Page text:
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BritainUSA Home > All about Britain
Immigration

The UK government is currently reforming its nationality, immigration and asylum policy.

News

  • UK Launches New Unified Border Agency
    The Home Office, 4/3/2020
  • UK National Identity Scheme Delivery Plan Published
    The Home Office, 3/6/2020
  • Prime Minister Gordon Brown Launches Contract for Foreign Nationals Seeking British Citizenship
    The Home Office, 2/20/2008
  • New UK Points Based Immigration System Begins
    The Home Office, 2/6/2020
  • New Immigration Fees Announced
    The Home Office, 1/31/2008


  • Click here for more Immigration news ...

    The white paper Secure Border, Safe Haven was published in February 2002 and set out a comprehensive set of measures to deliver a properly managed, robust and integrated system of immigration, nationality and asylum for Britain in the 21st century.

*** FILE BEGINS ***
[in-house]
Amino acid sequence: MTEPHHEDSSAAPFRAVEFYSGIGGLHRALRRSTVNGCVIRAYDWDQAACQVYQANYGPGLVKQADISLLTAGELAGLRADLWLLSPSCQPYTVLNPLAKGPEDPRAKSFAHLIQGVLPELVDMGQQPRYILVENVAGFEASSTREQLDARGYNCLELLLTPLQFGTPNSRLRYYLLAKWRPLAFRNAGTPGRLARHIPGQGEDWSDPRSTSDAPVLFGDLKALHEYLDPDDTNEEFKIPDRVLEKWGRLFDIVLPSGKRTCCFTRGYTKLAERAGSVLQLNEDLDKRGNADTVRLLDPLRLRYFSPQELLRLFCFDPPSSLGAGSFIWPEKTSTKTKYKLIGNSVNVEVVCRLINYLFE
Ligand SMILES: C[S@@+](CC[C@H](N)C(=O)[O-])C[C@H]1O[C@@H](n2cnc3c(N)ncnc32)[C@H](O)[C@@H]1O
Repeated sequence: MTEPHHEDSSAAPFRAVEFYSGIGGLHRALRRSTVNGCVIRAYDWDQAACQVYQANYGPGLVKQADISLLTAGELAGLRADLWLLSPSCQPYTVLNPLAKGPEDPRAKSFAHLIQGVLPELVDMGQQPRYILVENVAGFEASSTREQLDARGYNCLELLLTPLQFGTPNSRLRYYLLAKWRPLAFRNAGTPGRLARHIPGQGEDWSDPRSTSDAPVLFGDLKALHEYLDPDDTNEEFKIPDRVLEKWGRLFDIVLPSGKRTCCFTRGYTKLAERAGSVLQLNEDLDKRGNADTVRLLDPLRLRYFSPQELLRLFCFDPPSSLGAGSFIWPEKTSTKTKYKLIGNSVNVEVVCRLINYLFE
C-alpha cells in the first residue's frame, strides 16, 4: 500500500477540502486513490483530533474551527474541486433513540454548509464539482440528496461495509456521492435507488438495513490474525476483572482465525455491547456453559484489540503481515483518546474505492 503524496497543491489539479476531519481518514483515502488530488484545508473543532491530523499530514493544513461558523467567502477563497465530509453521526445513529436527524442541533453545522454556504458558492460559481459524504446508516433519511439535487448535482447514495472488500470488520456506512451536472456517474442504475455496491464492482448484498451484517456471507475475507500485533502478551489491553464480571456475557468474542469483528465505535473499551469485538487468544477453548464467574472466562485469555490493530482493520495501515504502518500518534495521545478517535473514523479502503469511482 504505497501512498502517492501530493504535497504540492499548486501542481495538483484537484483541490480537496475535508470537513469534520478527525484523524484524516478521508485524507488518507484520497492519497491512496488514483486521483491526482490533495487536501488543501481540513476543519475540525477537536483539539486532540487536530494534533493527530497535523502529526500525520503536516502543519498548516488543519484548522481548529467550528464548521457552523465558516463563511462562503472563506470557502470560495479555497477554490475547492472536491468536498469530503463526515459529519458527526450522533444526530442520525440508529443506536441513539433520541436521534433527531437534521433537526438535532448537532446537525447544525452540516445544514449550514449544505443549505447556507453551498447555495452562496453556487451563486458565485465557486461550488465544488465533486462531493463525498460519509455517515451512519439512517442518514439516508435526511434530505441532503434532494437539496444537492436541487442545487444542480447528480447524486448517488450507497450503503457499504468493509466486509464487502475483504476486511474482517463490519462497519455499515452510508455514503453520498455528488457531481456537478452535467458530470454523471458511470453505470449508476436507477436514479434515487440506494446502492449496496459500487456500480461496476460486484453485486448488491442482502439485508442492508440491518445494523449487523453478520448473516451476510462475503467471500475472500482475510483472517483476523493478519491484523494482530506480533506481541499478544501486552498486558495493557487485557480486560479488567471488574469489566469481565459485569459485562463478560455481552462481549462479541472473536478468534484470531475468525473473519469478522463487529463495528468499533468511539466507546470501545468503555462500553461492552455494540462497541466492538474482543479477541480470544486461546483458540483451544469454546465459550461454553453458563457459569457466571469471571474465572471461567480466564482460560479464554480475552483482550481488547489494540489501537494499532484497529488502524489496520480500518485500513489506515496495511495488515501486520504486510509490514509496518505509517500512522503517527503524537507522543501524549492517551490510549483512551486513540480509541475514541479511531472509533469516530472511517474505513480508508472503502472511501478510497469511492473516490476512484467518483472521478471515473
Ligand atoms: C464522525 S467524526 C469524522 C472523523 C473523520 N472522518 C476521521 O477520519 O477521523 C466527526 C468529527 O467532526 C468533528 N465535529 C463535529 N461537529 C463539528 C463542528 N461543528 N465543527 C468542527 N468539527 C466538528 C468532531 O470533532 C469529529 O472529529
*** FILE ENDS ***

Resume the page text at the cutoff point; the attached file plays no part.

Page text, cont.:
The measures will enable the UK to manage migration, secure its borders and build trust and credibility in the system amongst the wider community.

    The Nationality, Immigration and Asylum Act, which carries forward the reforms set out in the White Paper, became law on November 8, 2002.

    The Act's key provisions are:

    Citizenship

    • introduce citizenship ceremonies and a new citizenship pledge;
    • require all new citizens to speak English (or Welsh or Scottish Gaelic) and have a knowledge and understanding of UK society;
    • end discrimination in nationality law against illegitimate children;
    • reverse historic discrimination by giving certain British nationals who were living overseas during decolonization (British Overseas citizens, British Subjects and British Protected Persons who have no other nationality) a right to register as full British citizens;
    • remove the minimum age requirement for applications for citizenship from stateless children born in the UK and the British overseas territories; and